Cordilleran Section - 97th Annual Meeting, and Pacific Section, American Association of Petroleum Geologists (April 9-11, 2001)

Paper No. 0
Presentation Time: 8:30 AM


VASAVADA, Ashwin R., Division of Geological and Planetary Sciences, California Institute of Technology, MS 150-21, Pasadena, CA 91125,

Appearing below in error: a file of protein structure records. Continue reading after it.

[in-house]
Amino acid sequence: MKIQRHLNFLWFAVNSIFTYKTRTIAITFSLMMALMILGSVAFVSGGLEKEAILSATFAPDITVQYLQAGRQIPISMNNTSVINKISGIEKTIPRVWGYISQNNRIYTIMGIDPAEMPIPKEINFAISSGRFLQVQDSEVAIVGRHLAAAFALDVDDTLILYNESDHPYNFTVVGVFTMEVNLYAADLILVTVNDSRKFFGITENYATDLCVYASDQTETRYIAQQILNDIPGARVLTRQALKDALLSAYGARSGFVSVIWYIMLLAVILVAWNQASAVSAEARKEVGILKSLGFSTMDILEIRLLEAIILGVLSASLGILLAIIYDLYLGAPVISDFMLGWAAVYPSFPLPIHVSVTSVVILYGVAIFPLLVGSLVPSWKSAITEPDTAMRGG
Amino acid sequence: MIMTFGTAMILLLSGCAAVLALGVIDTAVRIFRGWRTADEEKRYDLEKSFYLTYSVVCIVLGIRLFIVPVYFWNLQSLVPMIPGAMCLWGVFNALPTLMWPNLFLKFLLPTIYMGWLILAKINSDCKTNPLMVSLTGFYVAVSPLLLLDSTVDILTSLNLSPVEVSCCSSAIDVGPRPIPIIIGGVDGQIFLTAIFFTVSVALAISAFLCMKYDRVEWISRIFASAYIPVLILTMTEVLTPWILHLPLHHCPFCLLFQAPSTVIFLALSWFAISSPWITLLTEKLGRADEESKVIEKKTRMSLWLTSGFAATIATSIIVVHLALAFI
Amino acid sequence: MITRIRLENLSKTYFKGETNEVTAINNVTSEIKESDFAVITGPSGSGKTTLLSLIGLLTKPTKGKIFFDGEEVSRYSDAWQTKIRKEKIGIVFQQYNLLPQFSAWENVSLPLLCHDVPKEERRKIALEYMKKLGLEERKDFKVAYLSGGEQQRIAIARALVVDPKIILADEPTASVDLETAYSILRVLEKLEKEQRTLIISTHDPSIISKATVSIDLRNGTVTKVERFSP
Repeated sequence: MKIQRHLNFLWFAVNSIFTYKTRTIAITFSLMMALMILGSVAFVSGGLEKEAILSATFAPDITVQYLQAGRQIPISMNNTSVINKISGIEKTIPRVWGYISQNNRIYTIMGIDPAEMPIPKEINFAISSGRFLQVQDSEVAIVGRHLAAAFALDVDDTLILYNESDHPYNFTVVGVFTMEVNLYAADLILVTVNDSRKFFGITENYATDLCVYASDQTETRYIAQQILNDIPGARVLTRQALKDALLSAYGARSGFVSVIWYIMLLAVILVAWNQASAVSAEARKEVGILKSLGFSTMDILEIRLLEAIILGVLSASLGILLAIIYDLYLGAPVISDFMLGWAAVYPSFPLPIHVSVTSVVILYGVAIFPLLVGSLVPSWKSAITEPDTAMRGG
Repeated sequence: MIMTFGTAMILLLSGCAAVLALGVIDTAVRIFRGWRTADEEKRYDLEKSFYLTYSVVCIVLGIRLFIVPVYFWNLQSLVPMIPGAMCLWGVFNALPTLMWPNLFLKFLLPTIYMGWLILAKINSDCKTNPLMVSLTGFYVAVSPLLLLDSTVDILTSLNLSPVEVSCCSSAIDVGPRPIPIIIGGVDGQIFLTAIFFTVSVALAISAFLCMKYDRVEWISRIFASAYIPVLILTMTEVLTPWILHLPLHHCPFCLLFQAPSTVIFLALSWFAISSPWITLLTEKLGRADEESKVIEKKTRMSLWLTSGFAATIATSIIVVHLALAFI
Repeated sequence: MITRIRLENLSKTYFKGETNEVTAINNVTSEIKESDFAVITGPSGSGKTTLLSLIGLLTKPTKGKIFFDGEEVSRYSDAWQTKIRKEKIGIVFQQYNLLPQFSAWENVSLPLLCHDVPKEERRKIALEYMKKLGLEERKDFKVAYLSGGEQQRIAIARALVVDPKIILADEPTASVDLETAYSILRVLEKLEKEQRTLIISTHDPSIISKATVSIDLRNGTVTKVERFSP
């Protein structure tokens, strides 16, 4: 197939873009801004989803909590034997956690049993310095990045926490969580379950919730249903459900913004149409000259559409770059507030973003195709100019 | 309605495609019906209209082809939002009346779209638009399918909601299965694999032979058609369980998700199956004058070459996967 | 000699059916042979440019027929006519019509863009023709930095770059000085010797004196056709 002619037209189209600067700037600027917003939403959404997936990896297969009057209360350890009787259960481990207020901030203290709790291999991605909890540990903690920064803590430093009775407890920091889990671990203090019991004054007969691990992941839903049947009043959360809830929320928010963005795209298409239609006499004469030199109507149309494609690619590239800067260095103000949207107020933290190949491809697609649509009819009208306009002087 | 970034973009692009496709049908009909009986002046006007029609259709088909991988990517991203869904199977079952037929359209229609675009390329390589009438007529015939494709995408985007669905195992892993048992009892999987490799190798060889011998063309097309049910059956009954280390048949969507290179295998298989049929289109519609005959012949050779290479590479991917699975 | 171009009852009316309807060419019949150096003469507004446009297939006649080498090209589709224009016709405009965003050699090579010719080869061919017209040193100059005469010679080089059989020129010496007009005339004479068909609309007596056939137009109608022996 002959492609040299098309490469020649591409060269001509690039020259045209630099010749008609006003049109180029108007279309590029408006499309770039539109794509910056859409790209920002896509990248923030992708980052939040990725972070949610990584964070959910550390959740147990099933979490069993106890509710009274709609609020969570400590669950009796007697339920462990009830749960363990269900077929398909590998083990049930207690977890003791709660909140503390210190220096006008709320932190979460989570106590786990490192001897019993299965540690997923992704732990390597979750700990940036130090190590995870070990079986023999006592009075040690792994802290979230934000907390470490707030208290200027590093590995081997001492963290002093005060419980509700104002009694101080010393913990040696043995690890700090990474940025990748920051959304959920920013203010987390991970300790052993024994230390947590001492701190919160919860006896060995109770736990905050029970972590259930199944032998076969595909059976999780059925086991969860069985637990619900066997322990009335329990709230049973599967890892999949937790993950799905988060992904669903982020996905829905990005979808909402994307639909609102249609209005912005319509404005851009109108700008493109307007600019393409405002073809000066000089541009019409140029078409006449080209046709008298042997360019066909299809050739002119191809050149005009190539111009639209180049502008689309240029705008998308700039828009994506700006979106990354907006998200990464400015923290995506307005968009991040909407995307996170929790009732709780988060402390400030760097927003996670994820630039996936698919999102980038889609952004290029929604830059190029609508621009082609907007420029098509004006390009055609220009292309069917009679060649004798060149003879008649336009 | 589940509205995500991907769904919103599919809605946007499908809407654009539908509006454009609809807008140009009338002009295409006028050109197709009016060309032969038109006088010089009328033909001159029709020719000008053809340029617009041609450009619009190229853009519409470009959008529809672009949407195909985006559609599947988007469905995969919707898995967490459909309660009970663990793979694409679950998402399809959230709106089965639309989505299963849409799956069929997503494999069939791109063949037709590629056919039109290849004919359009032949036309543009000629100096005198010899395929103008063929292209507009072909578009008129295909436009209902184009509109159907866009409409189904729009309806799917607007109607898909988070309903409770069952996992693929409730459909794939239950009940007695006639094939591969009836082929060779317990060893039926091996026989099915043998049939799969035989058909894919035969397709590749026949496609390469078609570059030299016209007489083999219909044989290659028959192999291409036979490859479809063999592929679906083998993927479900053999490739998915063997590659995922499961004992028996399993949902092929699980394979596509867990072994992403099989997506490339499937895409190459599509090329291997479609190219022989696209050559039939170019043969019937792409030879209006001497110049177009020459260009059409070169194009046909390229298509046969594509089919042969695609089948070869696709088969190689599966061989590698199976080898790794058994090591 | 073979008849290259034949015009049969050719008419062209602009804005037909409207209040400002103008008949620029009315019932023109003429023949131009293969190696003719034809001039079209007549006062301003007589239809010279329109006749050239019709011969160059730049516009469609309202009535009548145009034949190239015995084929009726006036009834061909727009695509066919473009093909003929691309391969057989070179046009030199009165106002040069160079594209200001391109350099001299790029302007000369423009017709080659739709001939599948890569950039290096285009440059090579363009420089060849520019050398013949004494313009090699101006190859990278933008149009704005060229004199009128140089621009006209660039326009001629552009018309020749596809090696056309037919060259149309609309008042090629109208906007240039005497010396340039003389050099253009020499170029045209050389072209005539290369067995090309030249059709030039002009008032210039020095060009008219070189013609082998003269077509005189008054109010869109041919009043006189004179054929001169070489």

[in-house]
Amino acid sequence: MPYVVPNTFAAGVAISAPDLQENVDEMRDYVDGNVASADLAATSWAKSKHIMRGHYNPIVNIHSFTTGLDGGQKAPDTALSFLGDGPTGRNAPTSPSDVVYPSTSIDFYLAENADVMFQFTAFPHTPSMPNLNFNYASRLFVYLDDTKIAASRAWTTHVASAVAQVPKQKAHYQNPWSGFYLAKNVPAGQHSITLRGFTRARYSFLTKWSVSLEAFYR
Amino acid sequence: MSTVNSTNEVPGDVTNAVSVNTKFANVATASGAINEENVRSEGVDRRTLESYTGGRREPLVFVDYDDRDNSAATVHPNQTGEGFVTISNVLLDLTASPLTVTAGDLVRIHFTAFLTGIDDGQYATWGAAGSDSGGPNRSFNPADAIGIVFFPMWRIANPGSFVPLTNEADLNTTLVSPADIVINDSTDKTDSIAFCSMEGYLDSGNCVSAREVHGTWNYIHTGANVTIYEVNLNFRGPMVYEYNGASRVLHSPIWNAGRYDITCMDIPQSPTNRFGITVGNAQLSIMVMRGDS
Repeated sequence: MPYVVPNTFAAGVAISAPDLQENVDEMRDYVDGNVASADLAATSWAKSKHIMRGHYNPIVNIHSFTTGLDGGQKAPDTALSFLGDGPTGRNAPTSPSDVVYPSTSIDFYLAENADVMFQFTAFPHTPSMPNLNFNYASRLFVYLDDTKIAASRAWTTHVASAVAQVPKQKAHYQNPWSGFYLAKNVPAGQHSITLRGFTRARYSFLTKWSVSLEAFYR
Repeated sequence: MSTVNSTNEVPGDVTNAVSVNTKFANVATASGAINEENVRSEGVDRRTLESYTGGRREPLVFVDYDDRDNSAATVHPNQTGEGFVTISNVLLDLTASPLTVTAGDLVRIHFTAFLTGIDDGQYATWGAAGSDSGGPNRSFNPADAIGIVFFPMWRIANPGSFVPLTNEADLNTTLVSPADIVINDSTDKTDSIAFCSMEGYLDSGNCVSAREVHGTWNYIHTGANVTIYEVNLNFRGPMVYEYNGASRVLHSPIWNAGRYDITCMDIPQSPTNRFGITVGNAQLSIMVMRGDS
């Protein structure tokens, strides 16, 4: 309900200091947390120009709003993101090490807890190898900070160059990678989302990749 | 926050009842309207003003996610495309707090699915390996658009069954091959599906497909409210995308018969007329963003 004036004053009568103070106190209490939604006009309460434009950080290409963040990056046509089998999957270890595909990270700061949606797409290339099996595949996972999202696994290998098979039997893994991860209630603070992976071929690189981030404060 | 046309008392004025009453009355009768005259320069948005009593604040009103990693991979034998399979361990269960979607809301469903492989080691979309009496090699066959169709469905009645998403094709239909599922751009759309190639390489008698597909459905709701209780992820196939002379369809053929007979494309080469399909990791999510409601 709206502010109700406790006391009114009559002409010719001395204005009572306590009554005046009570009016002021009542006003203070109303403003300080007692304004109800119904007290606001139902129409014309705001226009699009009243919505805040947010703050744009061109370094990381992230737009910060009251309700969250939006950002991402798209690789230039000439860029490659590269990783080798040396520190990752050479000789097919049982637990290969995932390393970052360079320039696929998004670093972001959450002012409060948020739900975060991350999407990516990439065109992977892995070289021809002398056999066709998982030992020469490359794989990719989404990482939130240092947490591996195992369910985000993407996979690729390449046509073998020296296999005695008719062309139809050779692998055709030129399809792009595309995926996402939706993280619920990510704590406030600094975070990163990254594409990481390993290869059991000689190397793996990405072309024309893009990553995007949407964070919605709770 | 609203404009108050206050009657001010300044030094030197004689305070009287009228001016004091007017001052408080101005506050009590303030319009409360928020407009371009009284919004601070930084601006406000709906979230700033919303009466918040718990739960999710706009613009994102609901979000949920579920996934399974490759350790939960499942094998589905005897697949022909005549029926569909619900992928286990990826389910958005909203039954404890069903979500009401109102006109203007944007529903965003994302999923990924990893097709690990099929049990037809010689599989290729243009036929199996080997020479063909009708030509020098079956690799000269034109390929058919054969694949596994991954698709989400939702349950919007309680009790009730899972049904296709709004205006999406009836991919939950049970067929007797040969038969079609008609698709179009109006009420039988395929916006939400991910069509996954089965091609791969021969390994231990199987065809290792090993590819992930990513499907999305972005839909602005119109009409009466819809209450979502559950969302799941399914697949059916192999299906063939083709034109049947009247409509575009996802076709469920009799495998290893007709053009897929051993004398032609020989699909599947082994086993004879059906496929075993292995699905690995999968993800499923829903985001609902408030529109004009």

The detection of anomalous, bright radar echoes from the poles of Mercury in 1991 re-awakened a dormant idea that water ice may be cold-trapped there and at the poles of Earth's moon. Even before the first planetary missions, it was realized that the small tilt of those planets' spin axes might result in regions within their polar topography that receive little or no direct illumination. Without heat transport by a thick atmosphere, the temperature of these regions would be determined only by scattered visible and thermal radiation from nearby illuminated areas. The results of a three-dimensional simulation of the energy balance within polar topography indicate that water ice can be thermally stable in such locations over the age of the solar system. Such results not only validate the hypothesis that Mercury's radar features are indicative of polar ice deposits, but imply that these deposits may contain a record of volatile transport (e.g., comets) in the inner solar system. The model helps explain the sizes and latitudinal extent of the radar features and predicts that the lowest-latitude ice deposits are insulated by a regolith lag. Very recent Arecibo radar data support this prediction. Model results for the lunar poles are consistent with recent hydrogen detections from the Lunar Prospector spacecraft, although no radar features have been detected. The absence of lunar radar features (which require pure slabs of ice) reveals clues about the volatiles' origin or history--perhaps the lunar ice has accumulated slowly and mixed with regolith, while on Mercury ices were catastrophically emplaced by a recent comet impact.